The Futility of Life under an Escapist Mentality

A couple of years ago it dawned on me that my theological views implied that my life was basically meaningless.

It was pretty straightforward. I knew that A) everyone would spend eternity either in heaven or in hell, and B) Everyone in heaven would experience a state of equal bliss while those in hell would experience equal torment.

What did this imply? That after I punched my ticket to heaven (by following Jesus) none of my actions had any eternal consequences. I’d be going to one of two places—neither of which were impacted by what I did during the rest of my life. Everything that I did except sharing the gospel—and thus giving others the opportunity to also go to heaven—was absolutely meaningless. 

Moreover, the very things the Bible commanded me to do—to love my neighbor, to give to the poor, to forgive generously, to consider others’ needs as more important than my own, etc.—were all pointless as well. Everything that Christians are called to do in order to make the world the place that God intended it to be ultimately amounted to busy work—just things to keep us occupied until we die. We’re painting the walls of a house that would soon be torn down.

But thankfully both of my assumptions—while shared by the vast majority of modern Christians—were completely wrong. The Christian worldview turns out to be much more robust than my confused theological views suggested.

As I have written elsewhere, the end goal of Christianity is not heaven but redeemed earth. The Bible ends not with saved souls flying off to be with God but with God dwelling with his people on earth. This is incredibly important because it gives theological support to the idea that what we do with our lives actually matters. Our actions are significant only because of God’s commitment to partnering with humanity in the restoration of His world. 

The Bible is also very clear that in the end everyone will be judged by their works. This is one of the most neglected Biblical teachings, mostly because evangelicals have an unhealthy fear of “works” due to a misunderstanding of the seeming tension between faith and works. But ultimately God is only Just if he repays everyone according to their actions—in the end, everyone must get what they deserve according to what they have done during their life.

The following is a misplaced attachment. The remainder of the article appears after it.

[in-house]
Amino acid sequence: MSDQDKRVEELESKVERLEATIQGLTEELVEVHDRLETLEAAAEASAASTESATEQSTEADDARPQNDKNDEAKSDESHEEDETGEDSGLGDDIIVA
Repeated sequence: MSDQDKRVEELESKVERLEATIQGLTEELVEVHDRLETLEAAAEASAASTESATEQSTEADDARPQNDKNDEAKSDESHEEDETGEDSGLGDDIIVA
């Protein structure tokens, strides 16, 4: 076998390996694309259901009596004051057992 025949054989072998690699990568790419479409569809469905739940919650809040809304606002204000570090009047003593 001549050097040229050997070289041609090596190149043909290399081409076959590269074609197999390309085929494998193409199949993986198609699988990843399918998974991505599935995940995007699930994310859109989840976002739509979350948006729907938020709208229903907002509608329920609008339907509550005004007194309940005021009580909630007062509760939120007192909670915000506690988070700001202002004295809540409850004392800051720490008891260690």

2 Corinthians 5:10 says “For we must all appear before the judgment seat of Christ, so that each one may receive compensation for his deeds done through the body, in accordance with what he has done, whether good or bad.” The apostle Paul states that “God will repay each person according to what they have done.” And Jesus himself talks about rewards and punishment for one’s actions in John chapter 5.

The belief that there is a direct continuity between this life and the next was foundational for any first-century Jew like Jesus. They believed that God was Just, and if God was going to put right all that had gone wrong it naturally implied making sure that evil was punished and good was rewarded. Anything short of this would be an indictment on the character of God—putting into question His commitment to genuine Justice.

Far too many Christians have embraced an escapist mentality where the name of the game is going to heaven when you die. It’s a bastardization of the genuine Christian teaching on the afterlife and it disincentives making sure that we spend our lives doing meaningful work. Our actions matter only if A) we know that earth is our eternal home and thus we must be committed to restoring it and B) we will ultimately be judged and repaid in accordance with what we spent our life doing. 

Christians like to talk as if our lives are meaningful and it’s about time that we have the theology to back it up.

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